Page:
AUSTIN Texas -- With two more debates under his belt, Texas Gov. Rick Perry travels to South Carolina Sunday for a campaign swing that will very likely amount to hitting his head against a political wall for 13 straight days.
"At least it will be warmer there," some on his staff darkly joke.
But Perry, who is keeping his campaign alive despite a fifth place finish in the Iowa caucuses, is a candidate who has never lost an election, a man whose voice breaks when he relates the stories of young veterans who survived brutal attacks against all odds, a dirt-poor kid whose identity is fundamentally rooted in the unlikeliness of his ascent from a chemistry-flunking country boy to the leader of the 13th largest economy in the world.
He believed there was a chance. He's taking it. Because he always has before, and why not?
Sources familiar with Perry's thinking say when his Iowa failure was unfolding, his South Carolina team reminded the governor that his campaign had the financial resources and the ground game to support a last-ditch campaign whirlwind in the Palmetto State. His family - and members of his veterans' coalition who act as an extended family for the onetime C-130 pilot - encouraged him not to give up the ghost until he'd exhausted all options. There was, Perry was told, no downside to continuing the run other than the perception - shared by all but his most ardent devotees - that he would simply be prolonging the inevitable.
But few - if any - members of his staff on the ground walked out of the West Des Moines Sheraton ballroom on Tuesday night believing that Perry would do anything but exit the race on Thursday in Austin. So when Perry rocked (or at least jiggled) the political world on Wednesday by tweeting his intention to stay in the race, confusion abounded in the ranks of staff still groggy from an emotional evening in the hotel bar swapping memories of a campaign days past.
Perry had spoken to top aide Joe Allbaugh and communications director Ray Sullivan by phone about the decision to stay in, but the message was never communicated to aides on the ground in Iowa. One staffer speculated that the governor's Twitter account had been hacked before finding out through press reports that the abandoned South Carolina barnstorm was back on.
Those close to Perry laugh off conspiracy theories that the governor's decision to stay in the presidential contest is somehow designed as a spoiler to elevate Mitt Romney. Perry's personal friction with the former Massachusetts governor's dates back to their overlap at the Republican Governors' Association, and there's no reason to suspect that the brutal last five months has soothed Perry's views of his rival as a wad of political Play-Doh.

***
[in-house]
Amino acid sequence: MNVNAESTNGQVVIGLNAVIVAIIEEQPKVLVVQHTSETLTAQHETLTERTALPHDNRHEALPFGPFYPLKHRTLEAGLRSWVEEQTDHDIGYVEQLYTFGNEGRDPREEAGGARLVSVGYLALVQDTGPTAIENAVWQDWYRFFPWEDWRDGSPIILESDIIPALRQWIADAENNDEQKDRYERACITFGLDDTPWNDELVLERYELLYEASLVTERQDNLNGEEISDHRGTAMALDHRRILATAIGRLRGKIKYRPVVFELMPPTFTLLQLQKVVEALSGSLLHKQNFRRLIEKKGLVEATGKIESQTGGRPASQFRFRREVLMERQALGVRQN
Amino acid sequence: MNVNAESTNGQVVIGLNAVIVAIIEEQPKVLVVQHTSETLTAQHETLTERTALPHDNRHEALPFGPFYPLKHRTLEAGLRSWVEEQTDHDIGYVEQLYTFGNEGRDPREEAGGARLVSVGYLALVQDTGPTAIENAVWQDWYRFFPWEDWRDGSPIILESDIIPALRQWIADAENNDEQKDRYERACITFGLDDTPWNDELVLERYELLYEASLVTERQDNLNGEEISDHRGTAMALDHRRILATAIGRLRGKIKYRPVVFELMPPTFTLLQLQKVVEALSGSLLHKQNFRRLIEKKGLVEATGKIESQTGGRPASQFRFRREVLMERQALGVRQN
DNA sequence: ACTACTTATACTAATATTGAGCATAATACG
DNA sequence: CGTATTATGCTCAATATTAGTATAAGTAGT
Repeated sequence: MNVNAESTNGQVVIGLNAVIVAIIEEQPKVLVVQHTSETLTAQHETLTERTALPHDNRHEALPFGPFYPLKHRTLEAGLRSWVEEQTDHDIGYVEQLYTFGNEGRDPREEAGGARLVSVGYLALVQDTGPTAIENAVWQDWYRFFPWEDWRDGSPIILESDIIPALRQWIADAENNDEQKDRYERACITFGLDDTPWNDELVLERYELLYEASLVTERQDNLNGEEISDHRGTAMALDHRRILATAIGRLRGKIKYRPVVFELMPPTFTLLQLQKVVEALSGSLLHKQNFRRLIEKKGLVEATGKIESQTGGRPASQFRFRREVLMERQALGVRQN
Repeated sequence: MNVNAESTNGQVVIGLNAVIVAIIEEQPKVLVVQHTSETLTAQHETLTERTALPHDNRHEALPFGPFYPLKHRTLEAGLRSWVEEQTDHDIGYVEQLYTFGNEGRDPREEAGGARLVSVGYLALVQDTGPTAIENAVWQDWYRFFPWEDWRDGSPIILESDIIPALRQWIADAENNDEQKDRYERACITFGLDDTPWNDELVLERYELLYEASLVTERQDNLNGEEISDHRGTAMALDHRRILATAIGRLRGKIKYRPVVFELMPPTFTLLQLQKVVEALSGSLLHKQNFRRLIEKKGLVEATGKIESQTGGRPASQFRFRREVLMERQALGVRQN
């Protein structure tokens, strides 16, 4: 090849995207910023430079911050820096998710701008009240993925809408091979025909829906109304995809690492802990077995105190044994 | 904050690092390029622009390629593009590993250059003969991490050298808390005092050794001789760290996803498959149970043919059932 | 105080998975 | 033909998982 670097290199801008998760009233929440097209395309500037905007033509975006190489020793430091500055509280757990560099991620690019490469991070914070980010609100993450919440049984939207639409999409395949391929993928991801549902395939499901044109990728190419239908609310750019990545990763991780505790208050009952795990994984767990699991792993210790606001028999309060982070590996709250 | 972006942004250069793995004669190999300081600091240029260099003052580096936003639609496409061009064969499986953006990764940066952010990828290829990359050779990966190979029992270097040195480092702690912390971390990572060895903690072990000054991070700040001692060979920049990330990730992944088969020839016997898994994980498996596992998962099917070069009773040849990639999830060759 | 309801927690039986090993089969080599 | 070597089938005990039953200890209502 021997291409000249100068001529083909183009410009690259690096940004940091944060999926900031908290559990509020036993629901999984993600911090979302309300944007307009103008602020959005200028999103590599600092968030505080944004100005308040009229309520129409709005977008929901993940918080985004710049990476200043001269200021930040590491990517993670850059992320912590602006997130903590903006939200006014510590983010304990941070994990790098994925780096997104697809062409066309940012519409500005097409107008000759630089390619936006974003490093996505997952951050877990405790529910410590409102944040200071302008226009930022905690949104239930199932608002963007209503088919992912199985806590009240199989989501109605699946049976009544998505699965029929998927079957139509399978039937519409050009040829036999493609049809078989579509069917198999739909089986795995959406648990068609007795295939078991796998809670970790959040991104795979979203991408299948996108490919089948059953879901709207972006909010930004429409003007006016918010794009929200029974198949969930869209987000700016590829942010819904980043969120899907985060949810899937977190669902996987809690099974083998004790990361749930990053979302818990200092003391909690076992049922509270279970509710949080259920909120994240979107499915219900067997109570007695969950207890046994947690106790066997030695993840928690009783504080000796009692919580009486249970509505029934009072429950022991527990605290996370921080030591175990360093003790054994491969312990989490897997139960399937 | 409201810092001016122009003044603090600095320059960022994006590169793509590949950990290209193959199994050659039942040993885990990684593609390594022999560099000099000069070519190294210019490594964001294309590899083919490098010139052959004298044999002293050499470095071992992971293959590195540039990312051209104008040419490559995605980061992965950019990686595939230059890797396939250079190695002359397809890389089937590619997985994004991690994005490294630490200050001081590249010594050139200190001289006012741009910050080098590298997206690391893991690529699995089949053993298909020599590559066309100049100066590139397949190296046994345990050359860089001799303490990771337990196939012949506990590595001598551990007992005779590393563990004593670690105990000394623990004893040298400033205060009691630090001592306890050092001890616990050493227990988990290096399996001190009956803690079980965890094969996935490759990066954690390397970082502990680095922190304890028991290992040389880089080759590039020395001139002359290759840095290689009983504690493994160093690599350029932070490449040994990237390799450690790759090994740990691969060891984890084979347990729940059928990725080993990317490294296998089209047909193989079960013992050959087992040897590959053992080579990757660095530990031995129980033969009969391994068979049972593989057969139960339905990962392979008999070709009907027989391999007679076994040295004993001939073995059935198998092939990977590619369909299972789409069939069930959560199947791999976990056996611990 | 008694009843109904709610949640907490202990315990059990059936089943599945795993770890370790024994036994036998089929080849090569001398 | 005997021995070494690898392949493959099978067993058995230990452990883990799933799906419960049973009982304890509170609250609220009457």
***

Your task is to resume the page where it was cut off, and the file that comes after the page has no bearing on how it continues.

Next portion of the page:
Apparent impulsivity - and the deployment of a political vision hazy in the eyes of everyone except for himself - has worked for the governor before.
His decision to run for re-election in 2010, which came as a seemingly off-the-cuff remark at the conclusion of a press scrum, caught his Texas allies by surprise, but Perry marched on to a staggering victory in November. Last year, Perry appeared to have shut and bolted the door on a presidential run, only to bring back his closest advisers from Newt Gingrich's then-crumbling campaign to rocket into front-runner status when he finally entered the race in August.
Perry's calculus this time is based almost completely on the past volatility of the GOP field, which has seen each of its candidates - with the exception of Romney - experience increasingly shorter half-lives at the top of the polls. A perfect storm would require the collapse of both a kamikaze Gingrich who sacrifices the appeal of his "positive campaign" in the attempt to deliver a body blow to Romney and a dizzied Santorum who withers under scrutiny.
In that scenario, Perry - who can point to his national organization and onetime impressive fundraising numbers - would play the role of Lazarus to social conservatives on the brink of despairingly supporting Romney.
The strategy will require not only luck, but also a nimble and united team to respond quickly to attacks and rally supporters for one more foray into the breach.
Which might be the variable Perry hasn't considered.
As sharply illustrated by the content and fallout from a Politico piece published just days before the Iowa caucus, the relationship between Perry's original Texas team and the outside consultants who are largely steering the campaign now is characterized by mistrust and hurt feelings.
So can he do it?
Not impossible. But it would take luck, leadership, and a Texas miracle.